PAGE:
On 13th day of October, 2006, the Chairman of the National Judicial Council (NJC) wrote a letter to the (new) Chief Judge informing him that any step he takes would be unconstitutional. The (new) Chief Judge constituted and submitted the report of a fresh seven-man panel meant to investigate allegations of misconduct against the Governor of Ekiti State and his Deputy. Hence, the duo were impeached.
In the light of this, the Chairman of NJC SUSPENDED the new Chief Judge till further notice from office as a High Court Judge of the State.
Therefore, the Chief Judge approached the Ekiti State Division of the Federal High Court in order to challenge his suspension amongst others .
He argued that based on Section 292(1) of the Constitution, he cannot be unilaterally ‘suspended’ by the NJC without the concurrence of the Governor.
Upon an appeal to the Court of Appeal by the NJC_ the Court of Appeal endorsed the power of the NJC to suspend him and further had to interpret the meaning of “removed” in Section 292(1) of the Constitution and held thus:
“It (suspension) does not imply a termination of his employment but a pause in his functioning in the office which he holds….Removal on the other hand implies dismissal from one’s job. See Oxford Advanced Learner’s Dictionary, 7th Edition, page 1234. It implies a permanent state and this is the context in which it is used in section 292(1)(d)(sic: b) of the Constitution.” (Emphasis mine).
Similarly, when one takes note of why there is separation between the words “removal” & “suspension” by the use of “OR” within Section 11(1)(b) of the Interpretation Act, LFN 2004, it appears to me that the two words are not meant to mean the same thing. Pertinently, the Supreme Court through Per Niki Tobi JSC (of blessed memory) stated obiter that the Interpretation Act is applicable when construing the Constitution. See INAKOJU vs. ADELEKE (2007) 4 NWLR (PT.1025) 425 AT 621 – 622.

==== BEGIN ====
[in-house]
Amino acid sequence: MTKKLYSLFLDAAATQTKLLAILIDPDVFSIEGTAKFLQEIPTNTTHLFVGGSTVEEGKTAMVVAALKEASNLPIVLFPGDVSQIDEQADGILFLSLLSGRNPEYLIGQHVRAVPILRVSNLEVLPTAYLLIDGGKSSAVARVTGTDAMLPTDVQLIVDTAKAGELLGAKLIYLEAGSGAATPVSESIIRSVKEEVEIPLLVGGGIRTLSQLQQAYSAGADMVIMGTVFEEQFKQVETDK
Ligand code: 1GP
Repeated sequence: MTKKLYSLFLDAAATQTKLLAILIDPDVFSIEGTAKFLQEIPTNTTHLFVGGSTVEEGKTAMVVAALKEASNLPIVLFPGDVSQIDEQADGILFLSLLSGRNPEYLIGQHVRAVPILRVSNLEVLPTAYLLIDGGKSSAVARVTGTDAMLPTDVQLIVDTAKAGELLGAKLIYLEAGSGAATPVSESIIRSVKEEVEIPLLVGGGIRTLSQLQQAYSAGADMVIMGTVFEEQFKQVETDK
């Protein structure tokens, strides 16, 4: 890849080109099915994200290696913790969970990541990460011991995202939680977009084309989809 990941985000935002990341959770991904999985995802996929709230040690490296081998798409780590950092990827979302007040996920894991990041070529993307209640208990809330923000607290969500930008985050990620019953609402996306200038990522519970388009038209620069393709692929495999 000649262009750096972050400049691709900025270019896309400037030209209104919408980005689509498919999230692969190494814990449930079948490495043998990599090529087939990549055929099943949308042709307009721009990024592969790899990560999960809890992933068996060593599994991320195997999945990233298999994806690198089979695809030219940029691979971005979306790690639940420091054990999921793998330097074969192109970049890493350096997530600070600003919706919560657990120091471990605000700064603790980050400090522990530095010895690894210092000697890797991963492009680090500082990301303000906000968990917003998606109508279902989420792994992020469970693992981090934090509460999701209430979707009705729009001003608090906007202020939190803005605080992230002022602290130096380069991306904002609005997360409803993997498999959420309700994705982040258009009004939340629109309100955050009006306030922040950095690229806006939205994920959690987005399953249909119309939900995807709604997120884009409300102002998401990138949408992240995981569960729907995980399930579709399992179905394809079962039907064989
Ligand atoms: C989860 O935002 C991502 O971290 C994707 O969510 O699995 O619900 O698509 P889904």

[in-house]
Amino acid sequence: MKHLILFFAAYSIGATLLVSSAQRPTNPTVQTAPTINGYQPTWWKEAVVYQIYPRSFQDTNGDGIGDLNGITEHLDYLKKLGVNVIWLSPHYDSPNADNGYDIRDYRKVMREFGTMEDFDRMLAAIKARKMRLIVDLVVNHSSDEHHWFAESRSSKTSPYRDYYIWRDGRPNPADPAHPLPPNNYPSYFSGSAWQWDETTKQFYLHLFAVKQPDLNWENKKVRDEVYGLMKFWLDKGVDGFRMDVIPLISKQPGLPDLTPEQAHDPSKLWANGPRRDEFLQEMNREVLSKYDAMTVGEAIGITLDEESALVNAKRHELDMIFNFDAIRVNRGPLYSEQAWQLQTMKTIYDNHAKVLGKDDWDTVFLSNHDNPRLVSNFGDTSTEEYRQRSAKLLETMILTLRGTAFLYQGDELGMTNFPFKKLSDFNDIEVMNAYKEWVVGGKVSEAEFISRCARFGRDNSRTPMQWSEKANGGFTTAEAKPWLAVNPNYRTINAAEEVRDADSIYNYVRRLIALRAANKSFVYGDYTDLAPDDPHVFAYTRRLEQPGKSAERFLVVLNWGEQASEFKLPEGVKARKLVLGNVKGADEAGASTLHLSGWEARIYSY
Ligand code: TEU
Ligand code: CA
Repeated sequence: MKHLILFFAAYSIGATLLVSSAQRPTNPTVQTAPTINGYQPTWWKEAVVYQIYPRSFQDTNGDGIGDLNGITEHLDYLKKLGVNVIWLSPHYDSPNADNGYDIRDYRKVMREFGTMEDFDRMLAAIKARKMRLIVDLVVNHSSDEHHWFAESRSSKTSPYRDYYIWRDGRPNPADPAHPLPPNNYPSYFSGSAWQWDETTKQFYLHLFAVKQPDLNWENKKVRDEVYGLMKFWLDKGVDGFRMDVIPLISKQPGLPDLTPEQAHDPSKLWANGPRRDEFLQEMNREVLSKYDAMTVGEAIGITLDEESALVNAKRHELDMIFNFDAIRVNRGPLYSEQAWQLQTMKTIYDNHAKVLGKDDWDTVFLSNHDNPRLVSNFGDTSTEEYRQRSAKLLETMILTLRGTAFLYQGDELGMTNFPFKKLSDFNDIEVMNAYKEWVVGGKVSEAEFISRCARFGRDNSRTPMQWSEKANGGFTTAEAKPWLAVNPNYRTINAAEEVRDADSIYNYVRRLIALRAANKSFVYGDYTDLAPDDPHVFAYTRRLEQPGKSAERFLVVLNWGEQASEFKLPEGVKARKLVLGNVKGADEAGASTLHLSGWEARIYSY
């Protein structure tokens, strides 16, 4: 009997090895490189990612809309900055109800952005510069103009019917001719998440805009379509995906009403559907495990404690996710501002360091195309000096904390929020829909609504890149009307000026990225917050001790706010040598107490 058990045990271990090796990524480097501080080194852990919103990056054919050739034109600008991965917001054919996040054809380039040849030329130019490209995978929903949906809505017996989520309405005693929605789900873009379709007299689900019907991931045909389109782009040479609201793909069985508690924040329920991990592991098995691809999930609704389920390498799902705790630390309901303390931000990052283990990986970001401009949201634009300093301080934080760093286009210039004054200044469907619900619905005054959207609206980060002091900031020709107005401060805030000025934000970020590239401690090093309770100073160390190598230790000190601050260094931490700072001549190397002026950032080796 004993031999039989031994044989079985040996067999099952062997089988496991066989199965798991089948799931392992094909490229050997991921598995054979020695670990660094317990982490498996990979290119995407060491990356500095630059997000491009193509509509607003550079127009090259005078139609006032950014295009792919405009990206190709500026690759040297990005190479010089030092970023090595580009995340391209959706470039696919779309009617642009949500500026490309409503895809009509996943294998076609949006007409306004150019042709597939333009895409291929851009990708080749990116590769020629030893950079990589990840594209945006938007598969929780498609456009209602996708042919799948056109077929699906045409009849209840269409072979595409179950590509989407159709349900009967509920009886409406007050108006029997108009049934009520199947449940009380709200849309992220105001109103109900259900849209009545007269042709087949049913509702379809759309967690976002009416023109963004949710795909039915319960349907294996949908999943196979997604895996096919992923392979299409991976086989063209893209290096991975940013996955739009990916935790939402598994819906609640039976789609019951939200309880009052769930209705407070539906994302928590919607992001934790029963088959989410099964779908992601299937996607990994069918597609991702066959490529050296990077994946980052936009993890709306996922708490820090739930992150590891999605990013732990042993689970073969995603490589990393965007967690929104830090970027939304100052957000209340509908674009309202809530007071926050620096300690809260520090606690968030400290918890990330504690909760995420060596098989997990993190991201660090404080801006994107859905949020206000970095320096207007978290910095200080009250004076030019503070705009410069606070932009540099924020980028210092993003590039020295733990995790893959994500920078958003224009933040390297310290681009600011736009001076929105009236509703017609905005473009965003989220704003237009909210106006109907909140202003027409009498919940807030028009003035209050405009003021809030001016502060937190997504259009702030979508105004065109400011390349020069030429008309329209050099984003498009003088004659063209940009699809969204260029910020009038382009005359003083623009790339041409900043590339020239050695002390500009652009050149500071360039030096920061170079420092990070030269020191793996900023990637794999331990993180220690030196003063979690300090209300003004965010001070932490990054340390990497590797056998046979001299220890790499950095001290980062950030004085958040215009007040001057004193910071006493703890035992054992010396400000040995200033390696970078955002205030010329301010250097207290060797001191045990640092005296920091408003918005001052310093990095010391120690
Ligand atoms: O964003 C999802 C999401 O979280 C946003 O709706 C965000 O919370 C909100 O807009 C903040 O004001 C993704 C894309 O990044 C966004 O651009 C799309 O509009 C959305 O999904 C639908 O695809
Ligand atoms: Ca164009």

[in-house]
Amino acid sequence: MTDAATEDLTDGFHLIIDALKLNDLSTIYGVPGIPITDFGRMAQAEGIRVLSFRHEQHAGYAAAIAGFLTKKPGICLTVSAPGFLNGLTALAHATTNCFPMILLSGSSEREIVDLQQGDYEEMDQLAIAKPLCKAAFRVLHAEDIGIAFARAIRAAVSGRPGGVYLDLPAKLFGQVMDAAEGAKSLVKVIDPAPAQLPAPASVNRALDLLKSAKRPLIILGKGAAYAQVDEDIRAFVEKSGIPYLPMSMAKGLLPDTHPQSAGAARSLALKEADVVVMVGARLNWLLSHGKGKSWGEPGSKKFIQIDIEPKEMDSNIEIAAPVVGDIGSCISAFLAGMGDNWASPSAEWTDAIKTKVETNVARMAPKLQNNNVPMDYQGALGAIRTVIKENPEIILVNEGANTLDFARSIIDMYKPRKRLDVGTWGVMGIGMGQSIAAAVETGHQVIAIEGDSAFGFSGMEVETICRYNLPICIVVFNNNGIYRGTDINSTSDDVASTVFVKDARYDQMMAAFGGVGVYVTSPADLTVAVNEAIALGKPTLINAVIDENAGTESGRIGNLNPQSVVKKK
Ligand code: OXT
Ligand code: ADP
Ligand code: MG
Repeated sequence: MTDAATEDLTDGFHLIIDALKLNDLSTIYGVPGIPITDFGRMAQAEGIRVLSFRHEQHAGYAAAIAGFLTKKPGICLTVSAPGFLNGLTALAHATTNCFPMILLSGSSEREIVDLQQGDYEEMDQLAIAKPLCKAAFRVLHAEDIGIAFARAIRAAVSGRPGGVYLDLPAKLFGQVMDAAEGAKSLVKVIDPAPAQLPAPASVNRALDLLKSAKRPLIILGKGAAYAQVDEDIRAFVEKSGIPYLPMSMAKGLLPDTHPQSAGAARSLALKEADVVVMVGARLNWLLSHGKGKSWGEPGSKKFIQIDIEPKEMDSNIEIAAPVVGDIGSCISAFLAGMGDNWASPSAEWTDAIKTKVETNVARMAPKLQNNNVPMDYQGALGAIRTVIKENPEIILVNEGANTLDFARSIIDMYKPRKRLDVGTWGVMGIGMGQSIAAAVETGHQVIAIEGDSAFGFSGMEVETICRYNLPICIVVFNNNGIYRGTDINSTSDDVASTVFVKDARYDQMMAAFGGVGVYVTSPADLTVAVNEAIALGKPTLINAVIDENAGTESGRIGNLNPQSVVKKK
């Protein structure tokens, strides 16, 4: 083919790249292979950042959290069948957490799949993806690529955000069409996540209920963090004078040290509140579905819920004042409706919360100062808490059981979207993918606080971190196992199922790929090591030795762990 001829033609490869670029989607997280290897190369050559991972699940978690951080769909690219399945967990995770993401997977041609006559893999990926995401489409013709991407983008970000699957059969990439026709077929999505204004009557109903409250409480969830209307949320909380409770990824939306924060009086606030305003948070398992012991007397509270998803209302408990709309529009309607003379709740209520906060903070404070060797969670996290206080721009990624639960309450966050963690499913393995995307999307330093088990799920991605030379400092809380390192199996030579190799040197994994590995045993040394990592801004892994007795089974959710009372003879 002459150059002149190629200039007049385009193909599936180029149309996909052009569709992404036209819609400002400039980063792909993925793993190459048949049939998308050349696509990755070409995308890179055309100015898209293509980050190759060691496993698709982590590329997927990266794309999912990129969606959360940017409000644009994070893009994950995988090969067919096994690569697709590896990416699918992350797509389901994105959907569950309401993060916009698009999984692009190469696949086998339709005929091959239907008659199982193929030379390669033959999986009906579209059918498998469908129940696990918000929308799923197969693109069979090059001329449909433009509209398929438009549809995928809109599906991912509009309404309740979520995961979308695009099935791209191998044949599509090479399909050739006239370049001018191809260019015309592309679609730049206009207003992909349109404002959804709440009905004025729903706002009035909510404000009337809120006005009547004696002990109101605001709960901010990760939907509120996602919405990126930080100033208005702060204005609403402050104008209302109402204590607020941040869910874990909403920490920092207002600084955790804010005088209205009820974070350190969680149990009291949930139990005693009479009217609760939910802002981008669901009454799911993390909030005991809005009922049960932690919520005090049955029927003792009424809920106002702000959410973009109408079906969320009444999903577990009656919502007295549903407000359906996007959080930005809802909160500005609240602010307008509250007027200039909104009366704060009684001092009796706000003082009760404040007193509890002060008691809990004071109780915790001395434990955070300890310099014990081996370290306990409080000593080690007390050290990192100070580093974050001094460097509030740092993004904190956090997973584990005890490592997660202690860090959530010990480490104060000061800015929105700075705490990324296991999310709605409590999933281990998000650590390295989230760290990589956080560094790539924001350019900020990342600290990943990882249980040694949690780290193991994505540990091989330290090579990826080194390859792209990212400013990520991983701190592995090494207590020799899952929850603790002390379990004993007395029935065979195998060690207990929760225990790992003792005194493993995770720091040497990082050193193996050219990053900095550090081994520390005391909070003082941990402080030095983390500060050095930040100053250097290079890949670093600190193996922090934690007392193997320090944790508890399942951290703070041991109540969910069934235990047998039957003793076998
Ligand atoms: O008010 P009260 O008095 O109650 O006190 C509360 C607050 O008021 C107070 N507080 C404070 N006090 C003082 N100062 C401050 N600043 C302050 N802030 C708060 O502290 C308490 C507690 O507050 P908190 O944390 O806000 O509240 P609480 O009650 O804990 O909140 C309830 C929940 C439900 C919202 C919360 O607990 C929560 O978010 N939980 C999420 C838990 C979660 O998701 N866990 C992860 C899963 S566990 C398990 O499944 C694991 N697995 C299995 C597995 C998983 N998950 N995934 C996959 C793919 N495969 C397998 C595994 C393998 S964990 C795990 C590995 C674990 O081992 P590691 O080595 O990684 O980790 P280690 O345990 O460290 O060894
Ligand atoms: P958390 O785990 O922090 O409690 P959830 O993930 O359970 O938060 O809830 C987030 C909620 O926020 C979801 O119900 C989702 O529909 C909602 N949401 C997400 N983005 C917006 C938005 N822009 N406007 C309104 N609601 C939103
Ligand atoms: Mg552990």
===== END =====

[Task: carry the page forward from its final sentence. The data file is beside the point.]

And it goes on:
Section 11(2)(b) of the Interpretation Act provides:
“(1)Where an enactment confers a power to appoint a person either to an office or to exercise any functions, whether for a specified period or not, the power includes-
(b) power to remove or suspend him;” (Emphasis mine)
When the word “or” is used in an enactment, Section 18(3) of the Interpretation Act provides that:
“The word “or” and the word “other” shall, in any enactment, be construed disjunctively and not as implying similarity.”
Furthermore, in the case of ALHAJI ATIKU ABUBAKAR vs. YAR’ADUA (2009) ALL FWLR (PT. 457) 1 at 76 – 86 paragraphs G – D., per KATSINA-ALU, JCA (as he then was) held that:
“The word “or” is defined in Black’s Law Dictionary, 6th Edition, in the following terms: A disjunctive participle used to express an alternative or to give a choice of one among two or more things.”
Based on the forgoing analysis, I am of the opinion that “suspension” does not mean “removal” as erroneously argued by some writers within Section 292(1) of the Constitution. This writer is not however to be misconstrued that being a disciplinary action, “suspension” of a Judge does not require the NJC, a disciplinary body envisaged for such by virtue of Item 21(d) of part 1 of the 3rd Schedule to the Constitution as decided in the cases of NJC v. ALADEJANA(Supra), BAMISILE V. NJC & 3 ORS. (Unreported) CA/B/223/08 delivered on 13th day of January, 2012.
BALOGUN SOFIYULLAHI is a student of Faculty of Law, Ahmadu Bello University, Zaria.